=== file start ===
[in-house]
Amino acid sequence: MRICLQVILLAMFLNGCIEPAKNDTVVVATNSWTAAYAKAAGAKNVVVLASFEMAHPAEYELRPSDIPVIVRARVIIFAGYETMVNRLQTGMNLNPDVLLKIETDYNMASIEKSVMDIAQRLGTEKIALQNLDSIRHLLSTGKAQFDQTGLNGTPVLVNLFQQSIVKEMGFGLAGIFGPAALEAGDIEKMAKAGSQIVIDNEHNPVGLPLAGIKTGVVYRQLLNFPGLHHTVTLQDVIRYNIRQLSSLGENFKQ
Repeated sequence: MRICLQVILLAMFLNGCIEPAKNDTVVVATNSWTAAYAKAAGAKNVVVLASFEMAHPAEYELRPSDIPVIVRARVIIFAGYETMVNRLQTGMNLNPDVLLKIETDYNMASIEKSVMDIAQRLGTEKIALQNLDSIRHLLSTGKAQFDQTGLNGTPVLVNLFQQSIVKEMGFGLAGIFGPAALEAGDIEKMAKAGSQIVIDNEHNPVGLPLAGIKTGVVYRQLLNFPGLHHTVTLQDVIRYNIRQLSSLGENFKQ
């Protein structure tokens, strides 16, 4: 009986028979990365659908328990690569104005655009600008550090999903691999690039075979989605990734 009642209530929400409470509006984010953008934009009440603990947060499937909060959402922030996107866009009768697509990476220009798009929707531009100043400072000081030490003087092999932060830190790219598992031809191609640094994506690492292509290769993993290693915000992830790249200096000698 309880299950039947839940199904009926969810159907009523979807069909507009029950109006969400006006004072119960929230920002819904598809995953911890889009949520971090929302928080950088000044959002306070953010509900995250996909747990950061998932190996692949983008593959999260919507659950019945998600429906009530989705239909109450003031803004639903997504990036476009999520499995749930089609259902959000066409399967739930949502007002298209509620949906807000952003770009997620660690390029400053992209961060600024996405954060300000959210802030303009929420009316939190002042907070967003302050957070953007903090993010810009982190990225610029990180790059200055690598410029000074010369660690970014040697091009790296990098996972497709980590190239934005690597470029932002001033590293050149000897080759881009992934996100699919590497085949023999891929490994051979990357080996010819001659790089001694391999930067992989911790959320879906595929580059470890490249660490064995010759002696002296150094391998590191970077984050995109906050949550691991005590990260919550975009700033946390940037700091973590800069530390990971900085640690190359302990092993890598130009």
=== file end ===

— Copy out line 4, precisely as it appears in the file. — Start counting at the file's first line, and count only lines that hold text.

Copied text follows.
């Protein structure tokens, strides 16, 4: 009986028979990365659908328990690569104005655009600008550090999903691999690039075979989605990734 009642209530929400409470509006984010953008934009009440603990947060499937909060959402922030996107866009009768697509990476220009798009929707531009100043400072000081030490003087092999932060830190790219598992031809191609640094994506690492292509290769993993290693915000992830790249200096000698 309880299950039947839940199904009926969810159907009523979807069909507009029950109006969400006006004072119960929230920002819904598809995953911890889009949520971090929302928080950088000044959002306070953010509900995250996909747990950061998932190996692949983008593959999260919507659950019945998600429906009530989705239909109450003031803004639903997504990036476009999520499995749930089609259902959000066409399967739930949502007002298209509620949906807000952003770009997620660690390029400053992209961060600024996405954060300000959210802030303009929420009316939190002042907070967003302050957070953007903090993010810009982190990225610029990180790059200055690598410029000074010369660690970014040697091009790296990098996972497709980590190239934005690597470029932002001033590293050149000897080759881009992934996100699919590497085949023999891929490994051979990357080996010819001659790089001694391999930067992989911790959320879906595929580059470890490249660490064995010759002696002296150094391998590191970077984050995109906050949550691991005590990260919550975009700033946390940037700091973590800069530390990971900085640690190359302990092993890598130009």